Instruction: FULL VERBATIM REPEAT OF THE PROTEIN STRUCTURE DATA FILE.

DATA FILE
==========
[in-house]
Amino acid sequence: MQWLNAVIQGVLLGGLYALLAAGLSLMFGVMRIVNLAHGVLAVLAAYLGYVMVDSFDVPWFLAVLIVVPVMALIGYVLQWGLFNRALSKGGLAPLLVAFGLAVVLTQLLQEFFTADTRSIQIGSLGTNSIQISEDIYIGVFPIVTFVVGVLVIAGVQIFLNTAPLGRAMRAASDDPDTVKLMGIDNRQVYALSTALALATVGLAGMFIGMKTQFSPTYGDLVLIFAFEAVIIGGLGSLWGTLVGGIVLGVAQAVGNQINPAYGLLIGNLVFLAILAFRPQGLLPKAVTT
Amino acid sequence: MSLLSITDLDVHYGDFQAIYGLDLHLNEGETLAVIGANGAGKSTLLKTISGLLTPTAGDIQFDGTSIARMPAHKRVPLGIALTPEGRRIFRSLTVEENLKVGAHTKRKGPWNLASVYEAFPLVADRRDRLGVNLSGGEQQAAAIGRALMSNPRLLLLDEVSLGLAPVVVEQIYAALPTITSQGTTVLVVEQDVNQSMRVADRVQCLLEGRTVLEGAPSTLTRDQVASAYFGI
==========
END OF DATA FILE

[in-house]
Amino acid sequence: MQWLNAVIQGVLLGGLYALLAAGLSLMFGVMRIVNLAHGVLAVLAAYLGYVMVDSFDVPWFLAVLIVVPVMALIGYVLQWGLFNRALSKGGLAPLLVAFGLAVVLTQLLQEFFTADTRSIQIGSLGTNSIQISEDIYIGVFPIVTFVVGVLVIAGVQIFLNTAPLGRAMRAASDDPDTVKLMGIDNRQVYALSTALALATVGLAGMFIGMKTQFSPTYGDLVLIFAFEAVIIGGLGSLWGTLVGGIVLGVAQAVGNQINPAYGLLIGNLVFLAILAFRPQGLLPKAVTT
Amino acid sequence: MSLLSITDLDVHYGDFQAIYGLDLHLNEGETLAVIGANGAGKSTLLKTISGLLTPTAGDIQFDGTSIARMPAHKRVPLGIALTPEGRRIFRSLTVEENLKVGAHTKRKGPWNLASVYEAFPLVADRRDRLGVNLSGGEQQAAAIGRALMSNPRLLLLDEVSLGLAPVVVEQIYAALPTITSQGTTVLVVEQDVNQSMRVADRVQCLLEGRTVLEGAPSTLTRDQVASAYFGI